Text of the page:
On a wing and a prayer

Turn back the dials on your time-travel machine just five years. Can you remember what you were doing?

In May 2019, the government released its "wellbeing Budget", there were rumours Simon Bridges would be rolled as National Party leader, a report was released on serious bullying in Parliament, and Japan’s Emperor Akihito abdicated.

It was a blessedly pandemic-free time.

The first reports of a new virus in China, subsequently named Covid-19, were still about seven months away. It wasn’t until early in 2020 that the world went crazy.

Despite lots of talk about now being in post-pandemic times, Covid hasn’t gone away. It is very much with us. The expression "post-Covid" would seem to be both a euphemistic one to make people feel happier and more comfortable in their lives again, and a fillip used by governments and those in business to get everyone back on the treadmill.

The latest figures from Te Whatu Ora show Covid remains a threat in our communities. In the past week, 2287 new cases were reported and three deaths were attributed to the virus.

On Sunday night, there were 116 people in hospital as a result of Covid. Just shy of 4000 people have now died in New Zealand due to Covid being an underlying or contributory factor.

It’s certainly true that the world feels like it has become a much weirder place since the pandemic began. In New Zealand, vaccination programmes and accompanying mandates have angered and disaffected thousands.

Here and elsewhere we have seen the rise of conspiracy theories, much misinformation and disinformation, and a worrying erosion of trust in scientists, the media, leaders, and in the truth.

While Covid continues malignly rebounding around the world, with variant this and sub-variant that, it doesn’t mean we can breathe a sigh of relief thinking there are no other viruses forming or in existence. You might be recovering from Covid, but that doesn’t mean you can’t pick up other bugs and diseases too.

With this fragility within our society, we don’t want to be thinking about the possibility of another pandemic up-ending life as we know it.

But not to consider the chances of it happening would be foolish and dangerous.

Experts are calling for more reliance on rapid antigen tests in the event of an Omicron outbreak....
Photo: Getty Images
In recent weeks, we have started to hear more about a strain of avian flu — H5N1 — whose potential to jump species and infect humans has been worrying scientists, naturalists and bird-keepers in the northern hemisphere for some years. Many places in Europe and the United Kingdom warn people not to touch any dead birds they might see.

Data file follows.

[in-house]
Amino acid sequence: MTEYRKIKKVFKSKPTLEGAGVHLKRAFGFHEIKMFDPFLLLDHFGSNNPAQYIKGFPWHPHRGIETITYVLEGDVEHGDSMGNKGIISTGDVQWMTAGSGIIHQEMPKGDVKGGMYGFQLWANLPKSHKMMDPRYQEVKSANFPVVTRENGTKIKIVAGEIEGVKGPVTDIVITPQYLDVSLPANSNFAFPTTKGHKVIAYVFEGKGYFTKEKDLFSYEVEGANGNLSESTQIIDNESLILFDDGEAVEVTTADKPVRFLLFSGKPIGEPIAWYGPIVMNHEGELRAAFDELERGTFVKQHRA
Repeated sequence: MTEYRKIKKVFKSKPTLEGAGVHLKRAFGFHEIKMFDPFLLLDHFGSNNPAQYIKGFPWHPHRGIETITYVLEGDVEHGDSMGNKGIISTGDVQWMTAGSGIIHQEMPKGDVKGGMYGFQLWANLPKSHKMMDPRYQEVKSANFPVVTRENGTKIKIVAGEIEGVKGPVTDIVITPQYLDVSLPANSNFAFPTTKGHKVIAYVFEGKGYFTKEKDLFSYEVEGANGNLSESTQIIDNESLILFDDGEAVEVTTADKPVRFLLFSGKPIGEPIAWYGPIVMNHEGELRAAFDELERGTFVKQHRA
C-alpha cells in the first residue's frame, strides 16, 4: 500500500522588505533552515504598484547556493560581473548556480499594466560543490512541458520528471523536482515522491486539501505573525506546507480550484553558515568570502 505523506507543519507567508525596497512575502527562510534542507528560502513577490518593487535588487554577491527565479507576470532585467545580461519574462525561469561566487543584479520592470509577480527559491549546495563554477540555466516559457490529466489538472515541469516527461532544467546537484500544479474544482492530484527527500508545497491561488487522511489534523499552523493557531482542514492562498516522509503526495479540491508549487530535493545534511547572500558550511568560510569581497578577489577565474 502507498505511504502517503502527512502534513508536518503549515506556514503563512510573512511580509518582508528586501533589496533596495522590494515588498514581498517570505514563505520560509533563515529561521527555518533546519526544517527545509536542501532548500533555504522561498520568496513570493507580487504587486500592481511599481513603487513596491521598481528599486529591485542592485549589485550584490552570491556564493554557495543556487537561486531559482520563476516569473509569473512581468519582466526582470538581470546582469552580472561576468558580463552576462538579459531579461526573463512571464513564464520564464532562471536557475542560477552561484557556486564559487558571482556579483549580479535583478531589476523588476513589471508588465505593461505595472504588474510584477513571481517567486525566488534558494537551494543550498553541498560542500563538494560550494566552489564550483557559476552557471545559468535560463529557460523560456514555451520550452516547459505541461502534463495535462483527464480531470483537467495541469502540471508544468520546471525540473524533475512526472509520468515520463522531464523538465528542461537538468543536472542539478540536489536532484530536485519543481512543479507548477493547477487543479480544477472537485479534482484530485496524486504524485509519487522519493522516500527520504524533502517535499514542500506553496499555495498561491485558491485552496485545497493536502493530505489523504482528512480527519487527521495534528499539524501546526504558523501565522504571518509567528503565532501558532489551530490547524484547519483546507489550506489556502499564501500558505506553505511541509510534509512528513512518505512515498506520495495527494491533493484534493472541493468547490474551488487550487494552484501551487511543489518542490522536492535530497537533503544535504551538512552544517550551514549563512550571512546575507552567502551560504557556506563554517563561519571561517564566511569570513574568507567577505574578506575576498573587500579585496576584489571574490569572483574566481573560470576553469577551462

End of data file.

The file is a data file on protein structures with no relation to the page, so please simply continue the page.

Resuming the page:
This flu virus has been infecting herds of cattle in the United States in the past month or so, and experts believe it is now passing between cows, rather than being caught from infected birds. This is very bad news, as it opens up the chance that the virus could eventually learn how to move between humans.

The virus has not yet been discovered in New Zealand or Australia or in the Pacific Islands.

However, Dr Richard Webby, a Kiwi flu researcher working in the United States, says its behaviour is keeping experts on their toes and that, while there is a low risk of it affecting animals here, New Zealand needs to be ready.

Would we be ready for another pandemic if the worst happened? And are the Covid-weary public likely to take notice and consider it a serious threat?

One thing the warring, confused, angry world does not need now is a new pandemic.

Unfortunately, it is inevitable. Being prepared is crucial.

And another thing

The Tories are toast, if the results of the local elections in the United Kingdom at the weekend are anything to go by.

The shambolic Conservative government, led by Prime Minister Rishi Sunak, was braced for a drubbing and voters didn’t let it down. The party lost control of 10 councils, and 470 Conservative councillors are down the road.

Astonishingly, the Liberal Democrats now have 521 councillors, eight more than the Tories.

Labour Party leader Keir Starmer is, of course, calling for a general election now. Mr Sunak admits the Conservatives would not win but reckons Britain is heading for a hung parliament.

The tide has long since gone out for a lame-duck Tory government. An autumn election, or sooner, would be the best course for the UK.